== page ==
Identity theft is the fastest-growing crime in America. According to the FBI, an estimated 10 million Americans are victims of identity theft each year -- costing an incredible $50 billion a year, either to the individual, the creditors, financial institutions, or ultimately to the consumer who bears the burden of these losses in higher prices for goods and services.

A new book by Frank Abagnale, the FBI identity theft expert -- and former impostor whose life was the subject of a hit movie,

Catch Me if You Can

-- gives some frightening statistics. In

Stealing Your Life

(Broadway Books), he details just how vulnerable we all are.

Abagnale is traveling the country on behalf of

Staples

, the office supply retailer, to promote a new "micro-shredder," the latest in personal finance tools. As he notes, the investigators in the Enron case were able to reconstruct files that were simply shredded into ribbons. While those credit card offers you toss in the trash might not tempt an identity thief if they're simply torn into pieces, Abagnale's story is a reminder of how loosely we treat our important information.

It's important to define exactly what identity theft is -- and how it can happen to you. Your first instinct is to think about the hassle of having someone steal your wallet and use your credit cards. But that's only the most basic level of identity theft. If your wallet is stolen, hopefully you've made a list of all your credit card numbers and the toll-free numbers to call in case of loss.

(For a free copy of my Personal Financial Organizer that includes this information, and more, go to

my Web site, fill in the pop-up box, and you'll get a reply that links you to this form. Then click to print it out on paper, and then

TheStreet Recommends

fill it out

with all the information, ranging from your bank, mutual fund, and brokerage account numbers to contact information for your personal advisors. Tell your spouse, trusted child, or friend where you've placed this form, in case of an emergency.)

If you

know

your credit card has been stolen, you have a head start on the thieves by notifying your card issuer, and perhaps by calling the credit bureaus and putting a freeze on your credit report. (Fourteen states have passed legislation authorizing such a freeze.)

But what if an identity thief grabs your information without your knowledge? We've seen that happen as major retailers, hospitals and banks have lost magnetic tapes containing names and social security numbers. A new law being proposed in Congress would require immediate notification of anyone affected. But sometimes it is days before even the retailer is aware of the loss of data. In online chatrooms, the thieves could have already sold your identity.

Another potential disaster scenario: Lately you've read headline stories about immigration scams that use false social security numbers to provide documentation to illegal aliens. How would you know if someone is using your social security number?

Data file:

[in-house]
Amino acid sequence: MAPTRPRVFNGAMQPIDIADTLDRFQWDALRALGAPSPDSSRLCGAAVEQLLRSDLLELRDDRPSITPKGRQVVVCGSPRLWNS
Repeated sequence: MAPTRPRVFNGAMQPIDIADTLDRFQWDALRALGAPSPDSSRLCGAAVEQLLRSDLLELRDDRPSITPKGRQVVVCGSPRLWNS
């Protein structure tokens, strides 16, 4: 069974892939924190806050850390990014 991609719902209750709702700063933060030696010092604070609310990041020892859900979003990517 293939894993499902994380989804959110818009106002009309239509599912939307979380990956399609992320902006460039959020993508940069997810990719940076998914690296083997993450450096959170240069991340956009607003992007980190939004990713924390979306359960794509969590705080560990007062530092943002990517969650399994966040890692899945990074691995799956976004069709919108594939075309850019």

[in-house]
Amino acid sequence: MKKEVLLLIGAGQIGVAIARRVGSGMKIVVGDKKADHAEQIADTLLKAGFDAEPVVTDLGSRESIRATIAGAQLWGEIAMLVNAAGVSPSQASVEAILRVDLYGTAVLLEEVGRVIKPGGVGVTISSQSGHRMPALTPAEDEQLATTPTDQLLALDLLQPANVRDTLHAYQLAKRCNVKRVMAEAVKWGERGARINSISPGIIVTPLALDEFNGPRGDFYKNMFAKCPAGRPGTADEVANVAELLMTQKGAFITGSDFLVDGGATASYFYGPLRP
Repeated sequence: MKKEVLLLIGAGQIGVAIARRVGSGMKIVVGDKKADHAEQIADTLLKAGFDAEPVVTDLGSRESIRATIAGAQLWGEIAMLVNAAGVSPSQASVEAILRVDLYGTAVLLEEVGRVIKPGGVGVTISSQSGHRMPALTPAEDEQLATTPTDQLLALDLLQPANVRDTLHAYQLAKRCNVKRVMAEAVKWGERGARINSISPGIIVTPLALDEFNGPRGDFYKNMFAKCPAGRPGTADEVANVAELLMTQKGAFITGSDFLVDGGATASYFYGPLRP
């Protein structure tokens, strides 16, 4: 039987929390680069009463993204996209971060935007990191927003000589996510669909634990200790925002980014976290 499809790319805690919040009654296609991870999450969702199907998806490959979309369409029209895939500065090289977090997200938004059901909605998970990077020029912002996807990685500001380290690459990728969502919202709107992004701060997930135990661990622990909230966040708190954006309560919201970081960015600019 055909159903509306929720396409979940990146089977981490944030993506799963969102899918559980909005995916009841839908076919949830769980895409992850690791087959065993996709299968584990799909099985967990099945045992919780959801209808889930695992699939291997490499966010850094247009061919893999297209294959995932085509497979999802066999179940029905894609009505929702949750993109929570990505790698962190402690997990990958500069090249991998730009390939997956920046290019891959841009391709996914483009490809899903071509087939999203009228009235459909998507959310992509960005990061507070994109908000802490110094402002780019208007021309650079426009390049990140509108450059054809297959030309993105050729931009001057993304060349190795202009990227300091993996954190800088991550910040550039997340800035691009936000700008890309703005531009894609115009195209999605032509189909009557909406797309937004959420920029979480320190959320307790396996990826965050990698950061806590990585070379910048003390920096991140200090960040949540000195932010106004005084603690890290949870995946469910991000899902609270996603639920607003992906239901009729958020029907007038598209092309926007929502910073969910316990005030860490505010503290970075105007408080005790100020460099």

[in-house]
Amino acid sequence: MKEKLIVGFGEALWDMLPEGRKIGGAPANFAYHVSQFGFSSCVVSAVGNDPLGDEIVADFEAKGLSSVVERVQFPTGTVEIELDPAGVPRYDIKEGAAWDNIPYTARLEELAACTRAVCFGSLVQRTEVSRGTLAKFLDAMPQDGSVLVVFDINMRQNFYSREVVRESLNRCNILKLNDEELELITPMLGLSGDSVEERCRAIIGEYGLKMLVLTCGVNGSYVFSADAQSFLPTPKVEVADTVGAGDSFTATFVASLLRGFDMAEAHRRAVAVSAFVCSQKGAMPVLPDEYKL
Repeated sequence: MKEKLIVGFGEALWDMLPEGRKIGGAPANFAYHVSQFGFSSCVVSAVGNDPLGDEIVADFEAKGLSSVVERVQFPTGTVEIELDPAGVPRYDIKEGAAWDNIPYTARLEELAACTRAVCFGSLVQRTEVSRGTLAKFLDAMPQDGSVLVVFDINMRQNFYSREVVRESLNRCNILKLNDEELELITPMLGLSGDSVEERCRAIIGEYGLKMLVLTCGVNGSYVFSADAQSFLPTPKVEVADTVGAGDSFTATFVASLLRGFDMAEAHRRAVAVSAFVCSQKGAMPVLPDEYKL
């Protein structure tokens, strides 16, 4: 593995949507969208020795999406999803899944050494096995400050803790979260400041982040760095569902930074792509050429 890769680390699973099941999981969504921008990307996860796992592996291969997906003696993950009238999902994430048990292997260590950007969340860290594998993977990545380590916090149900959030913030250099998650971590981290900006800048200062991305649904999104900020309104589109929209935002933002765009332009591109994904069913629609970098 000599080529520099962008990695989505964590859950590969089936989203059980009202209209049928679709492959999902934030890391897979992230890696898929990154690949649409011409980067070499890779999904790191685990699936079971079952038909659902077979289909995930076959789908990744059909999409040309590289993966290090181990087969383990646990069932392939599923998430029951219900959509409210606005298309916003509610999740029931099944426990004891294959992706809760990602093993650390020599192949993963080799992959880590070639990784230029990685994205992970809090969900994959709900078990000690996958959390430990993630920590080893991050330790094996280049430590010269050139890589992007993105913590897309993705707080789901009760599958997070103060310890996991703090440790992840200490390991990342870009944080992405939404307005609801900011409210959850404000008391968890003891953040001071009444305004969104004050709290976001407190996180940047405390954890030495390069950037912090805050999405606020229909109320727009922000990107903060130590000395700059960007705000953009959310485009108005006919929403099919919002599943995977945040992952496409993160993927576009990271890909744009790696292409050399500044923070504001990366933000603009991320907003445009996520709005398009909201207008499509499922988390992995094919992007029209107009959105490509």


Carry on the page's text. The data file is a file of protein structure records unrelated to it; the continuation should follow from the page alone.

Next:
It's not so bad, I suppose, that they're reporting income in your name. But what happens when they start opening credit accounts?

Abagnale recommends

MyPublicInfo, a service that costs $79 -- which I wrote about nearly a year ago -- to securely give an instant report about where your name appears in all public documents. (You can only find your own information, because access requires answering some personal questions that only you would know, much as online credit reports require this type of security.)

The most important message is how vulnerable we all are -- and in so many ways. Do you check your bank balance or shop online using an insecure wireless network, or an Internet café computer? Assume someone is capturing your keystrokes. Do you click on those emails asking you to confirm banking information, a process called "phishing?" Assume that you've been redirected to a site that lifts your data for resale to a global theft ring.

Think before you click on your computer or toss your trash. Guarding your identity is a full-time process. And that's The Savage Truth.

Terry Savage is an expert on personal finance and also appears as a commentator on national television on issues related to investing and the financial markets. Savage's personal finance column in the Chicago Sun-Times is nationally syndicated, and she released her fourth book, The Savage Number: How Much Money Do You Need? in June 2005. Savage was the first woman trader on the Chicago Board Options Exchange and is a registered investment adviser for stocks and futures. A Phi Beta Kappa graduate of the University of Michigan, Savage currently serves as a director of the Chicago Mercantile Exchange Corp. She also has served on the boards of McDonald's and Pennzoil. The Street.com has a revenue-sharing relationship with Amazon.com under which it receives a portion of the revenue from Amazon.com book purchases by customers directed there from TheStreet.com.